Crop rotation

Crop rotation


Home Gardening

Handy hints for growing crops in your backyard

By Donna Macpherson

For the organic vegie gardener, one of the greatest challenges is the control of pests and diseases. As in so many things in life, prevention is usually easier than finding a cure. The principles of simple crop rotation can be a valuable tool in the prevention of many pests and diseases in your garden. In a nutshell, crop rotation works because different groups, or families, of vegetables have different soil requirements. Certain pests and diseases tend to breed in set conditions, so by moving the different groups of vegetables from bed to bed the pests and diseases don’t have time to thrive.

To establish a crop rotation system for your vegetable garden, you need at least four different garden beds. Six is better, but that can be a little difficult in the average suburban block. Now, don’t panic at the thought of having four or six long, straight or square vegetable plots dominating your backyard. You could mix it up and have one bed along a back fence, another near the back door and one that trails along beside a winding path.

Don’t think you are restricted to formal boxed or, for that matter, identical beds. The only important thing is that you stick to one vegetable family per area and that you rotate what goes in each bed over a four- or six-year cycle, depending on how many areas you have created. How does it work? Well, in the first year you would plant all your corn and cucurbits in bed A; root crops and alliums in bed B; legumes and brassicas in bed C; and your solinaceae family in bed D. Short-term crops such as lettuce can be fitted into any beds as they won’t really be in the beds long enough to affect the soil. The next year, the corn and cucurbits move into bed B and the root crops and alliums move to bed C, the legumes and brassicas to bed D and the solinaceae family to bed A.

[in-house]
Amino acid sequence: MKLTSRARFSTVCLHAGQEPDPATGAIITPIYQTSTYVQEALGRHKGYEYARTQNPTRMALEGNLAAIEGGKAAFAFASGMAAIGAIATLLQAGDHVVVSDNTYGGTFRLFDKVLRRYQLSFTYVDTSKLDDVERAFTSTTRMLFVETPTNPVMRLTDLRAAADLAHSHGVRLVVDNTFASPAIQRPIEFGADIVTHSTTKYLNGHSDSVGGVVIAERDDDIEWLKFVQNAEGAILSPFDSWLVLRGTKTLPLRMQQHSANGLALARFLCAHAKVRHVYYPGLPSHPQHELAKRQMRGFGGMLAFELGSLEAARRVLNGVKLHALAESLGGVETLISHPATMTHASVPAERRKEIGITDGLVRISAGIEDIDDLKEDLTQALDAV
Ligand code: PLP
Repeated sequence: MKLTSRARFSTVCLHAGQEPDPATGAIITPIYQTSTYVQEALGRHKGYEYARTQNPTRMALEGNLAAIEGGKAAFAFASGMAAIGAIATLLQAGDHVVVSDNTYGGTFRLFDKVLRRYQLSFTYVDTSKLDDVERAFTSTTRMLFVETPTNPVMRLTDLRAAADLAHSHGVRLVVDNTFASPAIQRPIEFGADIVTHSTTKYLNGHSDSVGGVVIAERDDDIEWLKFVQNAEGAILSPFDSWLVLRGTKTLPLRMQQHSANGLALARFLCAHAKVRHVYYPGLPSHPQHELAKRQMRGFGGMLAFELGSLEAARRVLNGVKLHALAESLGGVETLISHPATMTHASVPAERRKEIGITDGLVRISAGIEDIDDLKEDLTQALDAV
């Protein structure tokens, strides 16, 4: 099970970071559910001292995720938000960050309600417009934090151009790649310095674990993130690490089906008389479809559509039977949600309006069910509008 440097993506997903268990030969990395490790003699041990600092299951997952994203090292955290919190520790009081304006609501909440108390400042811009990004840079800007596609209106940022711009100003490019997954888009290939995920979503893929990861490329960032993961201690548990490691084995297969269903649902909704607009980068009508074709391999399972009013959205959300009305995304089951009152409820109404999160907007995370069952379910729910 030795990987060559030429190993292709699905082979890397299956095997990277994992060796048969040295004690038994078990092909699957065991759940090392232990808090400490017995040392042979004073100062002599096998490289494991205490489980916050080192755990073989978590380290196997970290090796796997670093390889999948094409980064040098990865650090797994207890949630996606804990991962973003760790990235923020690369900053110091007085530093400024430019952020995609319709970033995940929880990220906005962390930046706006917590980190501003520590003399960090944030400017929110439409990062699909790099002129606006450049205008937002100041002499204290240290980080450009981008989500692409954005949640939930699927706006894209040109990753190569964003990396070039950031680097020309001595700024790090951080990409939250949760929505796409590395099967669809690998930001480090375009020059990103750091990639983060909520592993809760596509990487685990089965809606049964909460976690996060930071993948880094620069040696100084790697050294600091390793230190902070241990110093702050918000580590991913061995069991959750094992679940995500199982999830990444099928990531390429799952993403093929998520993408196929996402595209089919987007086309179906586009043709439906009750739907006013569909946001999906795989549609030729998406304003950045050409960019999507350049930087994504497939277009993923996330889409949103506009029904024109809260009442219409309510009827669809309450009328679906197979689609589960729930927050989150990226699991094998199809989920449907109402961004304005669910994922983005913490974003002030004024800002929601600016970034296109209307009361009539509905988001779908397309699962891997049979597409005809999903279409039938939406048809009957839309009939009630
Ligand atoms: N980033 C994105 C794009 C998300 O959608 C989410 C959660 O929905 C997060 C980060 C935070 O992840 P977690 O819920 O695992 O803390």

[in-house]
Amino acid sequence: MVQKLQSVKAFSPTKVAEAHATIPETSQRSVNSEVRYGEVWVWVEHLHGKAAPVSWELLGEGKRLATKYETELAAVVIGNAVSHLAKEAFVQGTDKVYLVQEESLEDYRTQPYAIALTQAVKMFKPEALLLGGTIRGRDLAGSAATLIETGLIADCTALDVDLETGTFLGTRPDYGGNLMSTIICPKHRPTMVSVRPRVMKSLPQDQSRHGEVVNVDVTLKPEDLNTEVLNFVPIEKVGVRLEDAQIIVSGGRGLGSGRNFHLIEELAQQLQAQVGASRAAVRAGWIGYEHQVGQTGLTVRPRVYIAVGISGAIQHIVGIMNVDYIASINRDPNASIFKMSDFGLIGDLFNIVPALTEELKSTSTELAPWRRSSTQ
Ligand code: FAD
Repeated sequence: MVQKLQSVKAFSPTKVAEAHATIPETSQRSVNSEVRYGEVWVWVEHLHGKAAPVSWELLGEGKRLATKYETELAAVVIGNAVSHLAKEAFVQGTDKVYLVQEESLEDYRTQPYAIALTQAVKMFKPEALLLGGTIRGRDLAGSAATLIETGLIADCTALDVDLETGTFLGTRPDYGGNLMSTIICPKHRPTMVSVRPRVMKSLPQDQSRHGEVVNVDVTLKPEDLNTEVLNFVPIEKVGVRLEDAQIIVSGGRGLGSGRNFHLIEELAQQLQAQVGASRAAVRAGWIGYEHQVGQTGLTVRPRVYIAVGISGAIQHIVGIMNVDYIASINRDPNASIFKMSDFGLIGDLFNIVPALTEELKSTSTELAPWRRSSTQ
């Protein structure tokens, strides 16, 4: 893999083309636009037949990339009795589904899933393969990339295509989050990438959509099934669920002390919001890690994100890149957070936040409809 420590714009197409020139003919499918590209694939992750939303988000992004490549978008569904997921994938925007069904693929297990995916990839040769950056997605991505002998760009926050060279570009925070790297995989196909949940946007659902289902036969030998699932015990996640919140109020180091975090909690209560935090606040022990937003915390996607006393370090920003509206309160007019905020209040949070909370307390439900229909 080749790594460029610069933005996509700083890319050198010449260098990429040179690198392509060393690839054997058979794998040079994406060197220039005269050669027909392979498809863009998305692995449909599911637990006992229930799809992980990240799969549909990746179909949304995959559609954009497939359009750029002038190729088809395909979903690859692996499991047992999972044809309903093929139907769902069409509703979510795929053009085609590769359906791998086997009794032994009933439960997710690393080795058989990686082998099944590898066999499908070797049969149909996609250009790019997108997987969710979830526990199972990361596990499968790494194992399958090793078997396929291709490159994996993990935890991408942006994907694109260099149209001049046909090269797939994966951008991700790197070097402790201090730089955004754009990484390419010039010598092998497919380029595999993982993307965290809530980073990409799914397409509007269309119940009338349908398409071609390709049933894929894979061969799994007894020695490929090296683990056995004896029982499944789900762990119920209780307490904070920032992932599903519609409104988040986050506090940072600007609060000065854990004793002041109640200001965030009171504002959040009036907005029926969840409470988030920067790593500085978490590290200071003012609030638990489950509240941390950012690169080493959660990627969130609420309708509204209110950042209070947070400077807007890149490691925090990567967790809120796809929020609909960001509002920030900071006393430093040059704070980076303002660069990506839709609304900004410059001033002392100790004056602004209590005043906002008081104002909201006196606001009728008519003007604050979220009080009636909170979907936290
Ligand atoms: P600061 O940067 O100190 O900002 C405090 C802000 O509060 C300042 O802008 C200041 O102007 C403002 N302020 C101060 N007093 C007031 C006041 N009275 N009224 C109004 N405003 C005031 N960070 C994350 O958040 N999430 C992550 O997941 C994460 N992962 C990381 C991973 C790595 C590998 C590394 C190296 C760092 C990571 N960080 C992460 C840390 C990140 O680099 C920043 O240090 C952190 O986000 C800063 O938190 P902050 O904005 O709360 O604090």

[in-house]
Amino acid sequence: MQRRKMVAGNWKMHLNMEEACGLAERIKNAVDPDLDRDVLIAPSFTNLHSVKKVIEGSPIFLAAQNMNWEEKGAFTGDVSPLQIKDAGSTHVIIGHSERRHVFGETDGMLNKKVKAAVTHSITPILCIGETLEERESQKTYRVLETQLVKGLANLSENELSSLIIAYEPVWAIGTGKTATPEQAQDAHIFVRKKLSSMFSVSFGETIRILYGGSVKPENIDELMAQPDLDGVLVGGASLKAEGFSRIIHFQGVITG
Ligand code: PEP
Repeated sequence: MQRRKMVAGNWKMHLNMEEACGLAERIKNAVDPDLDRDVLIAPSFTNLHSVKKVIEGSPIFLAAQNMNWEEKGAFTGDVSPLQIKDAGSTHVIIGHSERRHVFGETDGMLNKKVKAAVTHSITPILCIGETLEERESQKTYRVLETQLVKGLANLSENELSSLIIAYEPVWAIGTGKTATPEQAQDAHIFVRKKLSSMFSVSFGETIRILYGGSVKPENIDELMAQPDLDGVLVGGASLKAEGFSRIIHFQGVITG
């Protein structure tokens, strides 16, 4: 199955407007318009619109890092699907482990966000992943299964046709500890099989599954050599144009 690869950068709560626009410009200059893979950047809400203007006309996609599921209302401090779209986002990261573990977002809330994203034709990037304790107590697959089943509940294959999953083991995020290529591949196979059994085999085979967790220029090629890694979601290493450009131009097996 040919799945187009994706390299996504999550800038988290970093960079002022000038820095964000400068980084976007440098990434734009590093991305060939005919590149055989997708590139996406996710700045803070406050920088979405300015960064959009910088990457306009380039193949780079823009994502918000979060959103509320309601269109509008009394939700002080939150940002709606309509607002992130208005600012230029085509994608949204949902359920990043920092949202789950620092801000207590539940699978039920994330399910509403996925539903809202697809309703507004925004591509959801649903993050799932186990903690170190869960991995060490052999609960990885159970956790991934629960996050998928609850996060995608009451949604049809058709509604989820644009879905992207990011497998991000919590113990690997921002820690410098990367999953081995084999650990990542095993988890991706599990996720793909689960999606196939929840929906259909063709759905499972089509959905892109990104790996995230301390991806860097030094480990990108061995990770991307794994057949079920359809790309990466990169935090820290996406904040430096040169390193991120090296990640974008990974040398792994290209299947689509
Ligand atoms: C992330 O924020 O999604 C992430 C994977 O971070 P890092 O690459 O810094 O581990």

Keep moving them in this way until year four, when they have returned to their original beds and it all starts again. As the soil requirements of each group differ, you will be adding lime or manure or whatever to meet the needs of that group of vegetables, which will alter and refresh the soil, giving short shrift to any pests or diseases that were beginning to thrive there. That gives each bed a three-year or fiveyear (in the case of a six-bed system) rest from the pests and diseases that affect a particular group of vegetables.

The vegetable groups

For this system to work, you need to know the various vegetable groups
Group 1: corn & cucurbits Corn, pumpkin, cucumber, zucchini, squash, melons
Group 2: root crops & alliums Carrot, beetroot, potato, swede, turnip, parsnip, onion, leek, shallot, chives, garlic
Group 3: legumes & brassicas Peas, beans, cabbage, cauliflower, Brussels sprouts, broccoli, pak choi, bok choi, kale
Group 4: solinaceae Tomato, capsicum, chilli, eggplant